10:52am: Five months after the top free agents of 2016 began meeting with teams, Adrian Wojnarowski of The Vertical reports (via Twitter) that the Nets hosted restricted free agent Donatas Motiejunas for a visit and a physical. According to Wojnarowski, Brooklyn is weighing the possibility of signing Motiejunas to an offer sheet.Donatas Motiejunas vertical

ESPN’s Marc Stein, who has been on top of the Motiejunas situation throughout the fall, adds (via Twitter) that nothing will be finalized before Friday, but a deal with the Nets seems likely. Per Stein (via Twitter), the Nets are “comfortable” with Motiejunas’ medical situation and are currently planning an offer sheet for the veteran forward.

Motiejunas, the NBA’s last unsigned RFA of 2016, received a qualifying offer worth about $4.4MM from the Rockets back in June. However, the 26-year-old didn’t reach an agreement with Houston or sign an offer sheet with a rival suitor during the offseason, and that qualifying offer expired in October. Motiejunas can no longer sign his one-year QO, but remains a restricted free agent, meaning Houston still has the right of first refusal should he strike a deal with another team, such as the Nets.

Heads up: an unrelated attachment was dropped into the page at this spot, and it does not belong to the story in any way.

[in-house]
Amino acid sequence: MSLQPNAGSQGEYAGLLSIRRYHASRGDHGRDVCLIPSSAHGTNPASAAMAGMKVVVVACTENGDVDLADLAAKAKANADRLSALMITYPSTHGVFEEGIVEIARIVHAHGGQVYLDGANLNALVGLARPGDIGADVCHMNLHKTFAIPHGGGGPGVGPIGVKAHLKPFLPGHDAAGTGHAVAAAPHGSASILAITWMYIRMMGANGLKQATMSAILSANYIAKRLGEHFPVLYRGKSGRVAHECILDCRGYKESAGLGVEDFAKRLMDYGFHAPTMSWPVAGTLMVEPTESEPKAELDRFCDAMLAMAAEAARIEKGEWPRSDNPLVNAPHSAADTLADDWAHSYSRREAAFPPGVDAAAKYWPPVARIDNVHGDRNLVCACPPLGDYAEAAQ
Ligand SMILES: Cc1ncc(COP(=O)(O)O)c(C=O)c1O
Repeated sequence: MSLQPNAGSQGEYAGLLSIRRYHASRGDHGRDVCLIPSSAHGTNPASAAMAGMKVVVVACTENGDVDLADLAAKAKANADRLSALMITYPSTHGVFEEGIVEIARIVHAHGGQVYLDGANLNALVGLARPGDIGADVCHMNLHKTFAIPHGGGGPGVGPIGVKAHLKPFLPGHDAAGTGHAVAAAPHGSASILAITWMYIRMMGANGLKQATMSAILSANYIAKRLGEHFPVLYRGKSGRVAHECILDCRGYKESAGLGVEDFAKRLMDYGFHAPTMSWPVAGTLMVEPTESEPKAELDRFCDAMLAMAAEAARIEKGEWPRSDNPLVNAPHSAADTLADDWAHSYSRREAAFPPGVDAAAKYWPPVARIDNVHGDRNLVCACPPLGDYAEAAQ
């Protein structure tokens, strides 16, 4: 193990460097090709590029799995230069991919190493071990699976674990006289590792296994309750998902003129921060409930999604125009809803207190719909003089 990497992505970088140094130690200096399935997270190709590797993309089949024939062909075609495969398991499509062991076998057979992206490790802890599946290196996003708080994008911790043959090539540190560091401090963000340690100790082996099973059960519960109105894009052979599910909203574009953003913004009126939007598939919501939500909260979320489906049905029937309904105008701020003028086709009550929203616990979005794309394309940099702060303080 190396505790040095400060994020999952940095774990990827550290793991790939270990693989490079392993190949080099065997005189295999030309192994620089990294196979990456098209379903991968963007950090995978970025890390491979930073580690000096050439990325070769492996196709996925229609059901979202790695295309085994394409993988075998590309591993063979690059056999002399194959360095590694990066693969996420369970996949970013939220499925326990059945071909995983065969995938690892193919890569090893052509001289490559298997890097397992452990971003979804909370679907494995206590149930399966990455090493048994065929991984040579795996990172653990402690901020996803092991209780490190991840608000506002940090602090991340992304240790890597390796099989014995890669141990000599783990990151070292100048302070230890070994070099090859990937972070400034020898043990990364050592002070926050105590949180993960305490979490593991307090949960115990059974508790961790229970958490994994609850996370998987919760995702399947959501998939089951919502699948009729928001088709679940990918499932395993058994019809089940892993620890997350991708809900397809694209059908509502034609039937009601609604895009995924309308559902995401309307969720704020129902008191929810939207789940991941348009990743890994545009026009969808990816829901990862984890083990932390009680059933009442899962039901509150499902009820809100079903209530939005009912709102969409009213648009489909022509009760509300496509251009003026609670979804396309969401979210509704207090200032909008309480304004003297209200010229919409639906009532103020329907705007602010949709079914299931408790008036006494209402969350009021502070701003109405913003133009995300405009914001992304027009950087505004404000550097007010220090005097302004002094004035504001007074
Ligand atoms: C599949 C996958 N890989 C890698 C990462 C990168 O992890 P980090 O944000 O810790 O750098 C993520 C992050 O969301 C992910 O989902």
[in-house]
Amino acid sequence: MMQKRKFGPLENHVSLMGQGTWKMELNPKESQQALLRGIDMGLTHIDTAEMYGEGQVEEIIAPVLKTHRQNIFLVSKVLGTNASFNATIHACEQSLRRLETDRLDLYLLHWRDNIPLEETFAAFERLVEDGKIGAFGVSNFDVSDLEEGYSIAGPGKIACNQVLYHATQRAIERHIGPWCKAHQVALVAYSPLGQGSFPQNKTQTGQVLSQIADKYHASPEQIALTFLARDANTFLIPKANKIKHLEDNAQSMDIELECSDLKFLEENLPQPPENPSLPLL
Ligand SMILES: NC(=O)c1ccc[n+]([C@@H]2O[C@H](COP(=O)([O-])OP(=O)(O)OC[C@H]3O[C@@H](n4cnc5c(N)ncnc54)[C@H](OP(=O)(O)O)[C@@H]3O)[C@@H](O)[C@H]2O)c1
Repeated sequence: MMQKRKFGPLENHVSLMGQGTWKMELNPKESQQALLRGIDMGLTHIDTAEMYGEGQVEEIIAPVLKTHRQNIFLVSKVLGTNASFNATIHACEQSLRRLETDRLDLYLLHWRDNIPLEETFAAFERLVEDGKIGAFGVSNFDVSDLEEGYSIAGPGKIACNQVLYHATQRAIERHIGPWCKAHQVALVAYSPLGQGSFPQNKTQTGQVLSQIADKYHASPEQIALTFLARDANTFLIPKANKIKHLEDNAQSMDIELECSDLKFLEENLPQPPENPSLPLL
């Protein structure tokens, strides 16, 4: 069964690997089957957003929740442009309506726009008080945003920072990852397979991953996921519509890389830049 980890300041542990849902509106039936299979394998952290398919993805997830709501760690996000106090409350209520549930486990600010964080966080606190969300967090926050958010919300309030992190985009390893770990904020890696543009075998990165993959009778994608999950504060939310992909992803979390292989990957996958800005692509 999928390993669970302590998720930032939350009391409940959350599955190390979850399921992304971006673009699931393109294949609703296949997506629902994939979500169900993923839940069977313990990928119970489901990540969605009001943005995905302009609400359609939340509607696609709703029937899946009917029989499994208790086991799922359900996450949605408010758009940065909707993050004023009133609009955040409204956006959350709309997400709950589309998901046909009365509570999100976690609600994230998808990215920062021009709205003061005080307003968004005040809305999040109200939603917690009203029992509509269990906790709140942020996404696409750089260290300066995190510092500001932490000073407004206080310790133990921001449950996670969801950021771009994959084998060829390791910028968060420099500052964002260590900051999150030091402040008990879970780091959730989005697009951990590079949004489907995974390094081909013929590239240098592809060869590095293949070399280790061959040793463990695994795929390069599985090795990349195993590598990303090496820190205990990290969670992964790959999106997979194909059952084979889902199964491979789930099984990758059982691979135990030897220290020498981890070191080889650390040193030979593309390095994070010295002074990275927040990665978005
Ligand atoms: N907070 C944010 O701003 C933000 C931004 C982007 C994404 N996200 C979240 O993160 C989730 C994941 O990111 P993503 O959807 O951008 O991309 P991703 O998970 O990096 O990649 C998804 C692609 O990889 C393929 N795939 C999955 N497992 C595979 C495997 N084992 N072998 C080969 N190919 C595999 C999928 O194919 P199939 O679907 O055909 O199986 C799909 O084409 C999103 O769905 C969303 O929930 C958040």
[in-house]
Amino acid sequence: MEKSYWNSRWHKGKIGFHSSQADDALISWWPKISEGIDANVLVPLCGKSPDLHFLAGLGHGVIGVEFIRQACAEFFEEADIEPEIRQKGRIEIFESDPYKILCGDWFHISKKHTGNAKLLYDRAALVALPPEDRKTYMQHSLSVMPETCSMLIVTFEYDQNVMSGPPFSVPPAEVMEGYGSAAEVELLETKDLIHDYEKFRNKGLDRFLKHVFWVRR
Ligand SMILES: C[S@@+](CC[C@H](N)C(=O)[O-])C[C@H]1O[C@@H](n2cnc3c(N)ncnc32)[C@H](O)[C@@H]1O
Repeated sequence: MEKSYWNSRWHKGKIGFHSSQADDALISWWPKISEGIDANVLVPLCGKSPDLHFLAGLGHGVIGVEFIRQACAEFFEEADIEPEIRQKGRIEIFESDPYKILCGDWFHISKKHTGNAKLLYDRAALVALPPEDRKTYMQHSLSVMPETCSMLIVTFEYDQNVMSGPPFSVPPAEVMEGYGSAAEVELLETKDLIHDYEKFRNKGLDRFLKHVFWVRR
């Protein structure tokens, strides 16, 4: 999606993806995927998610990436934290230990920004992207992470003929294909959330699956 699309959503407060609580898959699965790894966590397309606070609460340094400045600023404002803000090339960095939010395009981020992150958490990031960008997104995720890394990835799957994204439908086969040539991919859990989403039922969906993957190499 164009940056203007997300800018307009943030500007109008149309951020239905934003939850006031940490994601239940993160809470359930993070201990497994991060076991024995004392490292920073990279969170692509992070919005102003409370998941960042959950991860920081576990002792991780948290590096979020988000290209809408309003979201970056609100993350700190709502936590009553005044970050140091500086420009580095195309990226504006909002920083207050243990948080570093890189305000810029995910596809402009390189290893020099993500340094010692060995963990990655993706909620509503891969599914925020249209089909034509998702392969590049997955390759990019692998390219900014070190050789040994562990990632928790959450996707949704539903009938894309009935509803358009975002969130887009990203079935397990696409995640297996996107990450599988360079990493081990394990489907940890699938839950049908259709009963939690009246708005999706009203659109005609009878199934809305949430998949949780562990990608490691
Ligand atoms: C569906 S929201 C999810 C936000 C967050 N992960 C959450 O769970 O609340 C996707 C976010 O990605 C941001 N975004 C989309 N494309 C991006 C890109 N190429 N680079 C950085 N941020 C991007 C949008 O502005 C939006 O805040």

The Rockets reportedly put a two-year offer on the table for Motiejunas, worth about $7MM guaranteed in year one. However, as of November 23, the team was no longer able to re-sign Motiejunas and trade him prior to this season’s February 23 trade deadline, since players signing new contracts can’t be traded for three months. When that date passed, Houston reportedly pulled its offer, leaving Motiejunas’ reps to engaged other potential suitors about a deal.